If you need to spend money and you can’t, that’s risk.
Putting these concepts together, I have created an equation for how you can think about YOUR ability to take risk throughout life:
Ability to Take Risk = Assets – Liabilities + Time
Your ability to take risk is equal to your assets minus your expected future liabilities plus the amount of time you have. Having more assets, fewer future liabilities, and more time all increase your ability to take risk. You can’t control the amount of time you have, however, time provides the opportunity to recoup losses, so more is better.
The two things you can control in this equation are your assets and your liabilities. The more assets you have (hopefully liquid ones that are also diversified), the more cushion you have to survive financial shocks, and the more risk you can take. This is also true with fewer expected future liabilities. If you need to spend less money in the future, then you can stomach more risk in the present. Therefore, you can control your risk taking ability by adjusting your spending and saving accordingly.
This equation does have its pitfalls though. It doesn’t control for individual investor preferences (i.e. you may want far less risk than you could reasonably put up with), and it doesn’t take into account whether your asset values are inflated or undiversified. In a bubble, this equation would suggest you could take on more risk when, in reality, you would want to be taking less risk. Your inflated asset values would give you the wrong idea about your true risk tolerance. Proper diversification should mitigate this issue though.
Risk is in the Eye of the Beholder
No matter what stage you are at in your financial life, risk will always be relative to your personal situation. As your situation changes, your ability to take risk will change, and so will your preferences for taking risk. I wish I could give you a silver bullet solution for understanding how much risk you can endure, but this isn’t possible. There are too many individual factors that contribute to risk in your financial life (i.e. seek out a financial planner). What I can tell you definitively is that you can control your ability to take risk by adjusting how you save and spend money. If your financial life seems too risky, consult the equation above and pull the appropriate lever until you have peace of mind. Remember, risk is in the eye of the beholder.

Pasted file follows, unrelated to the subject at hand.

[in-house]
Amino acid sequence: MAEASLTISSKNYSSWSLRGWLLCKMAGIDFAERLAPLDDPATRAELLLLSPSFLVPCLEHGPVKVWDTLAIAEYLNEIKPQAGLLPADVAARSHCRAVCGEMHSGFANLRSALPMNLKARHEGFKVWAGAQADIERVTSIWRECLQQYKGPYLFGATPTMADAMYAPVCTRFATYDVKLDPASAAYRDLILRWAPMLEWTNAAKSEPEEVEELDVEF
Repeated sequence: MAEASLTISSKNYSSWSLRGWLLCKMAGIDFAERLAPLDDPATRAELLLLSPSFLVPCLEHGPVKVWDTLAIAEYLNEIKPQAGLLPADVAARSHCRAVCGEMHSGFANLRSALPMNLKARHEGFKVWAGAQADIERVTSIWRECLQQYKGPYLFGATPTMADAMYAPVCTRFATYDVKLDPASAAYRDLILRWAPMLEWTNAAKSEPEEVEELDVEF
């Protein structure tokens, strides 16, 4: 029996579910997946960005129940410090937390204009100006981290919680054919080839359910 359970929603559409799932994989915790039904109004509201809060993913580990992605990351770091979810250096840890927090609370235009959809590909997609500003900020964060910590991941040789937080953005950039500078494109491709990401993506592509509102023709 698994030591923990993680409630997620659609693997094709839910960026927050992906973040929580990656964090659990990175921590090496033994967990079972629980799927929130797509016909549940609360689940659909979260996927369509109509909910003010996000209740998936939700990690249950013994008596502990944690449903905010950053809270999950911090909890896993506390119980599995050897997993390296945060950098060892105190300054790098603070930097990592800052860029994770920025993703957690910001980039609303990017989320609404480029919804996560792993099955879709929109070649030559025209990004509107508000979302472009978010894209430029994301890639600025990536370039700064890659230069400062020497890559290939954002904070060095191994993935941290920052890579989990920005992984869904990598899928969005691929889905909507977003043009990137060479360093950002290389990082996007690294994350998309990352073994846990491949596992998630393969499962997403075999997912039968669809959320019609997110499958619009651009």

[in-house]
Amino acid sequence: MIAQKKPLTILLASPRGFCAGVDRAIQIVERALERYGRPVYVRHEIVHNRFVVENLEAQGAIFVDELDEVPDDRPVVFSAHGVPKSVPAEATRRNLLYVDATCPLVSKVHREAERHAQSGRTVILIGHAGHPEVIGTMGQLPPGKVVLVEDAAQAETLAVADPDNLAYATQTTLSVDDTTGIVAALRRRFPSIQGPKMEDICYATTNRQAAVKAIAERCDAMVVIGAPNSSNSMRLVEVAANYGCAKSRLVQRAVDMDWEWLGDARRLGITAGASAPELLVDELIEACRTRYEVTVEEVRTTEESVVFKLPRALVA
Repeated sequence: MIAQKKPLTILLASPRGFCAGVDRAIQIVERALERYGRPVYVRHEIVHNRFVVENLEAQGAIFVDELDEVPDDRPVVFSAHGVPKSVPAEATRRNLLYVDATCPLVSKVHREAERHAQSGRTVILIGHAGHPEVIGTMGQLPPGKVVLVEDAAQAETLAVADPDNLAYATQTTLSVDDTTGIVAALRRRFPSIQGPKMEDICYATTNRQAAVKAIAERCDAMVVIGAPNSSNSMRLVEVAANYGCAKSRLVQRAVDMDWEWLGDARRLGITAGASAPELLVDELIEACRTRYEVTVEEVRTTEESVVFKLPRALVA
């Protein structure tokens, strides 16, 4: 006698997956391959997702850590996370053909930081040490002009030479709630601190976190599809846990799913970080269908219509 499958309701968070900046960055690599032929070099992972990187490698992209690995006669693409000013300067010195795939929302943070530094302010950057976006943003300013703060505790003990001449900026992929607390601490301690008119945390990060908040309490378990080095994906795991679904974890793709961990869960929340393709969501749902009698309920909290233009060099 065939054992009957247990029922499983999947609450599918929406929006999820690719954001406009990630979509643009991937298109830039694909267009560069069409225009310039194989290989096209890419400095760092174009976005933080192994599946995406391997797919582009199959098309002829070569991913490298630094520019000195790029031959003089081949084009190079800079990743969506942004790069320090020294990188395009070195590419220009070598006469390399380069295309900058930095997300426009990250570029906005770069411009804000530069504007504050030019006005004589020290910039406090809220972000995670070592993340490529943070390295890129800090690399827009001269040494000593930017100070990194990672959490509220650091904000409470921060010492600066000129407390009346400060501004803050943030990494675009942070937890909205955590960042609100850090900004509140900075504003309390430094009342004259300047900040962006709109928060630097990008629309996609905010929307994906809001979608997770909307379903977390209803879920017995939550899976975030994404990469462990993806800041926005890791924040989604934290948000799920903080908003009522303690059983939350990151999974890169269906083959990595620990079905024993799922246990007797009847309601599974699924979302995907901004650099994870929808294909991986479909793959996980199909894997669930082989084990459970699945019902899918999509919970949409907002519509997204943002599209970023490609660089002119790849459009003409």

Though humanity has gone against the Gods to try and unravel the mysteries behind risk, we really aren’t that different from our ancestors. Many of us, myself included, still have superstitions and beliefs in some random force that influences our lives. Even for those that don’t believe in a higher power, I wonder how long it would take for them to find faith during a plane crash. Believing in God, Gods, or some force is a uniquely human trait that is likely here to stay. So the next time you think about risk and your money, realize that you have some control in the situation. Then again, if the Gods favor you, you wouldn’t need to worry about risk…right?
Thank you for reading!
This is post 31. Any code I have related to this post can be found here with the same numbering: https://github.com/nmaggiulli/of-dollars-and-data